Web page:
BOOK PUBLISHING COSTS AND PROFITS: On rare occasion, people have been under the mistaken impression that I make money by selling books with their contributed information, so they have been reluctant to send their material.  Quite the opposite is true.  I have spent a huge amount of my own money to compile and publish the books, having to spend that money in advance.  Then, over a period of many years, I gradually get a small percentage of that back from sales.


The most recent example is the book for John Graves of Concord, MA (genealogy 166), published in 2002 and still available for purchase (like all the other books).  It is about 1700 pages long, in two volumes.  I worked on it for about 6 years and spent more than $50,000 compiling and publishing it.  Compiling cost about $35,000 for an assistant I hired, and about $17,000 for the actual printing.  My own labor was at no charge, as always.  Net income from sales through the present adds up to about $13,000.  Including presales in 2001, I have only sold 219 of the 523 books printed, not exactly blockbuster sales.  Rather obviously, I publish and sell the books because I think it is important to make the information readily available and because I enjoy doing it, not because it makes money.


Because of the huge amount of work and the high costs of traditional publishing, all future books will be published as “print on demand” books and possibly as CD’s.  This will eliminate the need for me to spend as much money in advance and get stuck with unsold inventory.  It will also make it easier to update the books in the future.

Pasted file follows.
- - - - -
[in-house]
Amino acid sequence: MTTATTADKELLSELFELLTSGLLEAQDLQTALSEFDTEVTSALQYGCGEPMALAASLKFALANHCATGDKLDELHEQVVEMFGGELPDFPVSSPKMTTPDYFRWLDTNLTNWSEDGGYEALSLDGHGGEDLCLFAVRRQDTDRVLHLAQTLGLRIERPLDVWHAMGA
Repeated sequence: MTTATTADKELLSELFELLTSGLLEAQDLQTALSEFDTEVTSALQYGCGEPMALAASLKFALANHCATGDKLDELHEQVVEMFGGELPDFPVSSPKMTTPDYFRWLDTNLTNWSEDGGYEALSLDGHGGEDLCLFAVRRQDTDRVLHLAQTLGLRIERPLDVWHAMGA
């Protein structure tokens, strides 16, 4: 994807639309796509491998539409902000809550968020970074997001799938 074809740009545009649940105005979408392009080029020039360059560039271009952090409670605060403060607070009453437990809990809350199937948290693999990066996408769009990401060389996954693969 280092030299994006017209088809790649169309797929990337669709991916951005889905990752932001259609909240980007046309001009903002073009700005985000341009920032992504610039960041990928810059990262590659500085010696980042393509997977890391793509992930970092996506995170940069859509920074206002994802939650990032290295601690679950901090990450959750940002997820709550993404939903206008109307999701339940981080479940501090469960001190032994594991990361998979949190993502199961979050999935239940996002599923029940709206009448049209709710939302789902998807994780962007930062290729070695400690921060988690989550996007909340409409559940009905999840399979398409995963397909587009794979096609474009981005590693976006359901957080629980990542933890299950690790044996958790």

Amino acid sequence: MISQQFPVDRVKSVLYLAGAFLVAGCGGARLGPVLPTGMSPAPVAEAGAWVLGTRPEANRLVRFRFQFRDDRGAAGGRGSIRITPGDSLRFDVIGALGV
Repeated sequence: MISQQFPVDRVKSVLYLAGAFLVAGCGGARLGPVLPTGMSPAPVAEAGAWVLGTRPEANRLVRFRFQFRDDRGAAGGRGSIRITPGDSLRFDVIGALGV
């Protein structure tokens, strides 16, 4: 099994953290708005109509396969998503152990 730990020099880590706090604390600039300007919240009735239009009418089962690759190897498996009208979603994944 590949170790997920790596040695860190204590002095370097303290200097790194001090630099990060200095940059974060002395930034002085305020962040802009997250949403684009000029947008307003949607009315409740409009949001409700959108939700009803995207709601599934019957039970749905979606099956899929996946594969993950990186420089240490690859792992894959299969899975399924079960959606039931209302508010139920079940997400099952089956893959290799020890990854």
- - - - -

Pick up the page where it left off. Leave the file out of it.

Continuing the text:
This bulletin is written and edited by Kenneth V. Graves,  Ken Graves was also editor of the Graves Family Newsletter (no longer published).  This bulletin will contain announcements and news of special interest to Graves descendants with Internet access.  It will not contain queries, genealogies, photos, and the kind of in-depth articles that used to appear in the Graves Family Newsletter.



Send any material you would like to have included in this bulletin to  The editor reserves the right to accept, edit or reject any material submitted.



If you do not already belong to the GFA, you can join by sending $20 per year to Graves Family Association, 20 Binney Circle, Wrentham, MA 02093 (more details on GFA website).  Payment may also be sent electronically via PayPal by going to and sending payment to  Benefits include access to the “members only” section of the website, membership directory, and help with learning more about your Graves/Greaves family.  The purpose of the GFA is to bring together as many descendants as possible to work toward learning more about the Graves/Greaves families, to help other descendants, and to instill pride in our ancestry.